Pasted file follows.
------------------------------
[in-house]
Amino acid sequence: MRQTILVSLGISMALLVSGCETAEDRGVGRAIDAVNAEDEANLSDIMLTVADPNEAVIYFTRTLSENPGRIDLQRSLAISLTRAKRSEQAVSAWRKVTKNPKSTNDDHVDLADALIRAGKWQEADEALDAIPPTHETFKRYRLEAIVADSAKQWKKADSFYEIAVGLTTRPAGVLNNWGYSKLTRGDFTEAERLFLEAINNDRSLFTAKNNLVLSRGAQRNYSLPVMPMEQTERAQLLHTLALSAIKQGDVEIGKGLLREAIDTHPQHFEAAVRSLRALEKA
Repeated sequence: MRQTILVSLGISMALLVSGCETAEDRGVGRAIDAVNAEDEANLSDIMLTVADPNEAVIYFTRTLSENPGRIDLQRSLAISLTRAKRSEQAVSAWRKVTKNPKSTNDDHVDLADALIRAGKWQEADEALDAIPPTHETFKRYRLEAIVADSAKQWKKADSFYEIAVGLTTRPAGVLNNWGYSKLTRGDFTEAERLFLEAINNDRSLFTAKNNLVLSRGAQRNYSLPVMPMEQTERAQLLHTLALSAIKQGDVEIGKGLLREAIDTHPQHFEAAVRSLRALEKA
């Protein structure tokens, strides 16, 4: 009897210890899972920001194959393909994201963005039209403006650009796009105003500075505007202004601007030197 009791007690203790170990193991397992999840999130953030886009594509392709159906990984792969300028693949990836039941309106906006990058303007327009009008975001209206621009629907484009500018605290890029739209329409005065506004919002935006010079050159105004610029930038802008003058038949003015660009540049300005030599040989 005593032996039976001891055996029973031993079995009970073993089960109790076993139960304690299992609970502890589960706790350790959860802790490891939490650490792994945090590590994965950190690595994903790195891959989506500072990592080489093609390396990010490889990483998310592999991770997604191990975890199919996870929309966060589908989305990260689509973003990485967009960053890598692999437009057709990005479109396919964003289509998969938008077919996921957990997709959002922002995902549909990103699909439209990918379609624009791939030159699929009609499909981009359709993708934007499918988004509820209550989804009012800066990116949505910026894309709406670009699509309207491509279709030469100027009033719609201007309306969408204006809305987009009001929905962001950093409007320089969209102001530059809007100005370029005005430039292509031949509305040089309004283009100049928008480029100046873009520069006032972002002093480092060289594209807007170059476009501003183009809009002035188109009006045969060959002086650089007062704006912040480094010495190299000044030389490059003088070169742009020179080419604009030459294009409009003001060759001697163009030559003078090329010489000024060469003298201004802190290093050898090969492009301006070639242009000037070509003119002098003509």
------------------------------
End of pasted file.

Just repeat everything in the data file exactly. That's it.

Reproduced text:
[in-house]
Amino acid sequence: MRQTILVSLGISMALLVSGCETAEDRGVGRAIDAVNAEDEANLSDIMLTVADPNEAVIYFTRTLSENPGRIDLQRSLAISLTRAKRSEQAVSAWRKVTKNPKSTNDDHVDLADALIRAGKWQEADEALDAIPPTHETFKRYRLEAIVADSAKQWKKADSFYEIAVGLTTRPAGVLNNWGYSKLTRGDFTEAERLFLEAINNDRSLFTAKNNLVLSRGAQRNYSLPVMPMEQTERAQLLHTLALSAIKQGDVEIGKGLLREAIDTHPQHFEAAVRSLRALEKA
Repeated sequence: MRQTILVSLGISMALLVSGCETAEDRGVGRAIDAVNAEDEANLSDIMLTVADPNEAVIYFTRTLSENPGRIDLQRSLAISLTRAKRSEQAVSAWRKVTKNPKSTNDDHVDLADALIRAGKWQEADEALDAIPPTHETFKRYRLEAIVADSAKQWKKADSFYEIAVGLTTRPAGVLNNWGYSKLTRGDFTEAERLFLEAINNDRSLFTAKNNLVLSRGAQRNYSLPVMPMEQTERAQLLHTLALSAIKQGDVEIGKGLLREAIDTHPQHFEAAVRSLRALEKA
């Protein structure tokens, strides 16, 4: 009897210890899972920001194959393909994201963005039209403006650009796009105003500075505007202004601007030197 009791007690203790170990193991397992999840999130953030886009594509392709159906990984792969300028693949990836039941309106906006990058303007327009009008975001209206621009629907484009500018605290890029739209329409005065506004919002935006010079050159105004610029930038802008003058038949003015660009540049300005030599040989 005593032996039976001891055996029973031993079995009970073993089960109790076993139960304690299992609970502890589960706790350790959860802790490891939490650490792994945090590590994965950190690595994903790195891959989506500072990592080489093609390396990010490889990483998310592999991770997604191990975890199919996870929309966060589908989305990260689509973003990485967009960053890598692999437009057709990005479109396919964003289509998969938008077919996921957990997709959002922002995902549909990103699909439209990918379609624009791939030159699929009609499909981009359709993708934007499918988004509820209550989804009012800066990116949505910026894309709406670009699509309207491509279709030469100027009033719609201007309306969408204006809305987009009001929905962001950093409007320089969209102001530059809007100005370029005005430039292509031949509305040089309004283009100049928008480029100046873009520069006032972002002093480092060289594209807007170059476009501003183009809009002035188109009006045969060959002086650089007062704006912040480094010495190299000044030389490059003088070169742009020179080419604009030459294009409009003001060759001697163009030559003078090329010489000024060469003298201004802190290093050898090969492009301006070639242009000037070509003119002098003509």